New Orleans Saints: QB Drew Brees
For the New Orleans Saints, re-signing quarterback Drew Brees is the most important goal of the offseason, and not just because they need him under center.
It's critical New Orleans gets a new deal done with Brees before the start of the new league year. If it does not, the phantom 2020 and 2021 years on his contract will void and the Saints will be out $21.3 million in cap space.
In a dream scenario, the Saints will get that deal done and push some of that cap money back once more to give themselves breathing room in free agency. With just over $12 million in projected space, New Orleans will have a difficult time adding to the roster in any capacity.
Paying out that cap hit and then not getting Brees would be a disaster.
New York Giants: EDGE Markus Golden
The Giants don't have many pending free agents who should be priorities. Edge-rusher Markus Golden is one, however, following a 10-sack campaign in 2019. It was a return to form for Golden, who hadn't had double-digit sacks since 2016.
Golden is interested in returning but isn't likely to sign at a discount.
"My understanding is Giants LB Markus Golden has interest in returning to the Giants but will also endeavor to test free agency," ESPN's Josina Anderson tweeted.
At 28, Golden is still in his prime and could be a key defensive piece for New York as it rebuilds.
New York Jets: LT Anthony Castonzo
The New York Jets' primary goal in 2020 should be to protect and develop quarterback Sam Darnold. Their offensive line was a disaster in 2019, allowing 52 sacks.
Left tackle Kelvin Beachum was responsible for four of those, along with nine penalties, according to Pro Football Focus. Beachum played 13 games and is scheduled to enter free agency.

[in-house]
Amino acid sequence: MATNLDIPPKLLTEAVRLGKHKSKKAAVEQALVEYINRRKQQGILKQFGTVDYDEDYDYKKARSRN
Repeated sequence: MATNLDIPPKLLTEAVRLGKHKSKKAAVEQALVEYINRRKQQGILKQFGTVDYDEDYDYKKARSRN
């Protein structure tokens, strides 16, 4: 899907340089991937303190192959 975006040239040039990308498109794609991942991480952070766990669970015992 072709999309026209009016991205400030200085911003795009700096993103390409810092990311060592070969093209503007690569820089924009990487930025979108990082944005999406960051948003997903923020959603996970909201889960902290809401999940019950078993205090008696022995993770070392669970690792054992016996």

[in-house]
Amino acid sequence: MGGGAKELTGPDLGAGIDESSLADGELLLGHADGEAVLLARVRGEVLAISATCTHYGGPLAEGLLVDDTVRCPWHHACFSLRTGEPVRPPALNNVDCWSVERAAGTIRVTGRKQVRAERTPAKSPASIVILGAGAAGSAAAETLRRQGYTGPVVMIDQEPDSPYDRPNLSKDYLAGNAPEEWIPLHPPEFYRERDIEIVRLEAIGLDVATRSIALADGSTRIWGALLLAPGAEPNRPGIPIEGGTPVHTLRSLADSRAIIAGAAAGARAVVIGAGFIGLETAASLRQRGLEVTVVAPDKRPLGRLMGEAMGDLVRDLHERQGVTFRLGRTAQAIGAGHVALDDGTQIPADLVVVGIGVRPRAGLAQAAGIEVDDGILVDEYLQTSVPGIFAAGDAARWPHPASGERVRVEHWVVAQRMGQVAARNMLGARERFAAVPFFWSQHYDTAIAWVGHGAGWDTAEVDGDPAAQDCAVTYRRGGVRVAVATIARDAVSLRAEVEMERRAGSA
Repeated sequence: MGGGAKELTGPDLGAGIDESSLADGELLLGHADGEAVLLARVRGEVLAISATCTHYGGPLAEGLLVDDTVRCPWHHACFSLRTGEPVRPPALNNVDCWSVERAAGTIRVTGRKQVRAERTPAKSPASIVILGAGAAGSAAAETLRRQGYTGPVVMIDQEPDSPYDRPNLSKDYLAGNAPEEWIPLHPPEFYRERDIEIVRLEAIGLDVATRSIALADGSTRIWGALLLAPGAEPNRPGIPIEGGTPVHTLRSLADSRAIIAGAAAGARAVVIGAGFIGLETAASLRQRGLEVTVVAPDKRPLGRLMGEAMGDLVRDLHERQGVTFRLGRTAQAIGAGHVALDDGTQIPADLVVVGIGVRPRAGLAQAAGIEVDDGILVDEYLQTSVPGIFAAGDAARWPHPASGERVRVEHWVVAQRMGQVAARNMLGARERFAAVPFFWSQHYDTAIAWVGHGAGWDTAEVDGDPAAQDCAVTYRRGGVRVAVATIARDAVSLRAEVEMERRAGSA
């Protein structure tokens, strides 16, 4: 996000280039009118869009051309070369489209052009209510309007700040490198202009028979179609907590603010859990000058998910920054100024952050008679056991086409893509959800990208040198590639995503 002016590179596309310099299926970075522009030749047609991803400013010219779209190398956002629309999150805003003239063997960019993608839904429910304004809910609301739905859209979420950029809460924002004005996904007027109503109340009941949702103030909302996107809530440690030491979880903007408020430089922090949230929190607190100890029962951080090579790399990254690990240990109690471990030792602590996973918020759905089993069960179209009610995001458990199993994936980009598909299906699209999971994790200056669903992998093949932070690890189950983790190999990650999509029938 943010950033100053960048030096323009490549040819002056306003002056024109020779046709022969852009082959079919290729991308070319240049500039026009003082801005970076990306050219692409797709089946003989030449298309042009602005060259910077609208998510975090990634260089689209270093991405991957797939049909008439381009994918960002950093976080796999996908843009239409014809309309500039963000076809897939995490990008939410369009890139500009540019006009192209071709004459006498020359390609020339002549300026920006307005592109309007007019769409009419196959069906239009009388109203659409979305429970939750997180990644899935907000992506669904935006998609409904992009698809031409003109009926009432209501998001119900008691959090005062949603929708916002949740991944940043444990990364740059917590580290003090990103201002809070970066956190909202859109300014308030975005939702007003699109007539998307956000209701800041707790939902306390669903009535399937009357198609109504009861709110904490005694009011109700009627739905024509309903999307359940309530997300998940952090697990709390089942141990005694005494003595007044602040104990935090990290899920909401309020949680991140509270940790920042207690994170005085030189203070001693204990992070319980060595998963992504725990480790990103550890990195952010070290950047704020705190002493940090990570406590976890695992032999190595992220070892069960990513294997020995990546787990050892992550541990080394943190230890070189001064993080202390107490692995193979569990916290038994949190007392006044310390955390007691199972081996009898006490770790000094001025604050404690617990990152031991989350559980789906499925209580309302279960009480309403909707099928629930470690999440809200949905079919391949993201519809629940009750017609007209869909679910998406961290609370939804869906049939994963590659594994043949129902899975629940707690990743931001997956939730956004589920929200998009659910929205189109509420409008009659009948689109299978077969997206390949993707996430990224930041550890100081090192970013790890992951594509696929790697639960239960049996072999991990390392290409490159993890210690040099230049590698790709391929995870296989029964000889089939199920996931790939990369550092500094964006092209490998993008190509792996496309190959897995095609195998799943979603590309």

The Jets should make a play for veteran left tackle Anthony Castonzo. The 31-year-old was responsible for just two penalties and three sacks in 1,076 snaps, according to Pro Football Focus. Perhaps more importantly, Castonzo has experience blocking for young quarterbacks such as Andrew Luck and Jacoby Brissett.
In New York, Castonzo could protect and help mentor Darnold.
Philadelphia Eagles: CB Byron Jones
According to SNY's Ralph Vacchiano, the Eagles are expected to land Cowboys cornerback Byron Jones in free agency. This would be a solid move in terms of fit—Jones was a Pro Bowler in 2018 and has experience in the NFC East—and need.
The Eagles finished the 2019 season ranked 19th in pass defense. They're also set to lose defensive backs Malcolm Jenkins, Rodney McLeod and Ronald Darby in free agency.
Jones would ensure that the Eagles have at least one top-end cornerback heading into 2020. It would also weaken the rival Cowboys in the process, which would be an obvious bonus for Philadelphia.
The Eagles are projected to have $46.5 million in cap space, so while Jones will be an expensive option, he isn't an unobtainable one.
Pittsburgh Steelers: TE Eric Ebron
The Steelers have one solid tight end in Vance McDonald, but they could use some additional talent at the position. Between McDonald, Nick Vannett, Zach Gentry and Xavier Grimble, Pittsburgh got just 53 receptions, 408 yards and three touchdowns out of its tight ends in 2019.
After a down year last season—375 yards and three touchdowns—Eric Ebron could be an affordable option for the Steelers, and a good one. The 6'4", 253-pound tight end can be a deadly mismatch in the red zone, as evidenced by his 13 touchdowns in 2018.
As is the case with any free agent the Steelers might sign this offseason, Pittsburgh will have to free up some cap space to land Ebron. If it does, Ebron could add even more potency to the offense during Ben Roethlisberger's return campaign.
San Francisco 49ers: FS Damarious Randall
The San Francisco 49ers could lose starting safety Jimmie Ward in free agency this offseason. While Ward is a solid player, injuries have to be a major concern for the 49ers. He has missed 32 games in six seasons.